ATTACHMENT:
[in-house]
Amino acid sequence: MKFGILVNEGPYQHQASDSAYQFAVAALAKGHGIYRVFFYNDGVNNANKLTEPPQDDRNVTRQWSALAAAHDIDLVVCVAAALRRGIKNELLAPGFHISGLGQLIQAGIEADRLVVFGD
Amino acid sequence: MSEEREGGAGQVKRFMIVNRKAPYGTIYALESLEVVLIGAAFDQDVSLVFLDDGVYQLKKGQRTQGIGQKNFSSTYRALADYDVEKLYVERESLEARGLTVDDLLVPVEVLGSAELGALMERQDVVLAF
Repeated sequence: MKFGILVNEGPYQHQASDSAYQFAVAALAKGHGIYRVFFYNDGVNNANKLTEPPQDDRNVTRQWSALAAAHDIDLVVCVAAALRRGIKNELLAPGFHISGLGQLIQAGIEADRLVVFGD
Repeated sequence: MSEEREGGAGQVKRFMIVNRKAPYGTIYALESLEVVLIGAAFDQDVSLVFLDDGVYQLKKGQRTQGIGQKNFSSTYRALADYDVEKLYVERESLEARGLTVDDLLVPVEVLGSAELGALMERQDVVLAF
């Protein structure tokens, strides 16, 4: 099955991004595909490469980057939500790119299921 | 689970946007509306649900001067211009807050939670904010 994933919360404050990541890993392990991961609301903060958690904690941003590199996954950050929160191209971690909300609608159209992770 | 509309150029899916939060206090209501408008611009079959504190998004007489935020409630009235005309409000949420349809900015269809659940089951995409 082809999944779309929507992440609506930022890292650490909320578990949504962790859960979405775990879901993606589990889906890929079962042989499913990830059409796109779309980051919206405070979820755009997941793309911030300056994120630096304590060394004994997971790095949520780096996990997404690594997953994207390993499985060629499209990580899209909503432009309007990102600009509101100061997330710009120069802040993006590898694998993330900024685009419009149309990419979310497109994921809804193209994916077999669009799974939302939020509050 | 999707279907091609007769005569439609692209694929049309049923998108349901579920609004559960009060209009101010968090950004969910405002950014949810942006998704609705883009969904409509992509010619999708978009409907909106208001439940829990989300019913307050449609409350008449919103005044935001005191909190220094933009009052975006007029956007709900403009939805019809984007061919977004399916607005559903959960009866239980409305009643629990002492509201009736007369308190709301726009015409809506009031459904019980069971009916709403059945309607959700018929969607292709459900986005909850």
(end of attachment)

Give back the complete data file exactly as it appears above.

[in-house]
Amino acid sequence: MKFGILVNEGPYQHQASDSAYQFAVAALAKGHGIYRVFFYNDGVNNANKLTEPPQDDRNVTRQWSALAAAHDIDLVVCVAAALRRGIKNELLAPGFHISGLGQLIQAGIEADRLVVFGD
Amino acid sequence: MSEEREGGAGQVKRFMIVNRKAPYGTIYALESLEVVLIGAAFDQDVSLVFLDDGVYQLKKGQRTQGIGQKNFSSTYRALADYDVEKLYVERESLEARGLTVDDLLVPVEVLGSAELGALMERQDVVLAF
Repeated sequence: MKFGILVNEGPYQHQASDSAYQFAVAALAKGHGIYRVFFYNDGVNNANKLTEPPQDDRNVTRQWSALAAAHDIDLVVCVAAALRRGIKNELLAPGFHISGLGQLIQAGIEADRLVVFGD
Repeated sequence: MSEEREGGAGQVKRFMIVNRKAPYGTIYALESLEVVLIGAAFDQDVSLVFLDDGVYQLKKGQRTQGIGQKNFSSTYRALADYDVEKLYVERESLEARGLTVDDLLVPVEVLGSAELGALMERQDVVLAF
């Protein structure tokens, strides 16, 4: 099955991004595909490469980057939500790119299921 | 689970946007509306649900001067211009807050939670904010 994933919360404050990541890993392990991961609301903060958690904690941003590199996954950050929160191209971690909300609608159209992770 | 509309150029899916939060206090209501408008611009079959504190998004007489935020409630009235005309409000949420349809900015269809659940089951995409 082809999944779309929507992440609506930022890292650490909320578990949504962790859960979405775990879901993606589990889906890929079962042989499913990830059409796109779309980051919206405070979820755009997941793309911030300056994120630096304590060394004994997971790095949520780096996990997404690594997953994207390993499985060629499209990580899209909503432009309007990102600009509101100061997330710009120069802040993006590898694998993330900024685009419009149309990419979310497109994921809804193209994916077999669009799974939302939020509050 | 999707279907091609007769005569439609692209694929049309049923998108349901579920609004559960009060209009101010968090950004969910405002950014949810942006998704609705883009969904409509992509010619999708978009409907909106208001439940829990989300019913307050449609409350008449919103005044935001005191909190220094933009009052975006007029956007709900403009939805019809984007061919977004399916607005559903959960009866239980409305009643629990002492509201009736007369308190709301726009015409809506009031459904019980069971009916709403059945309607959700018929969607292709459900986005909850």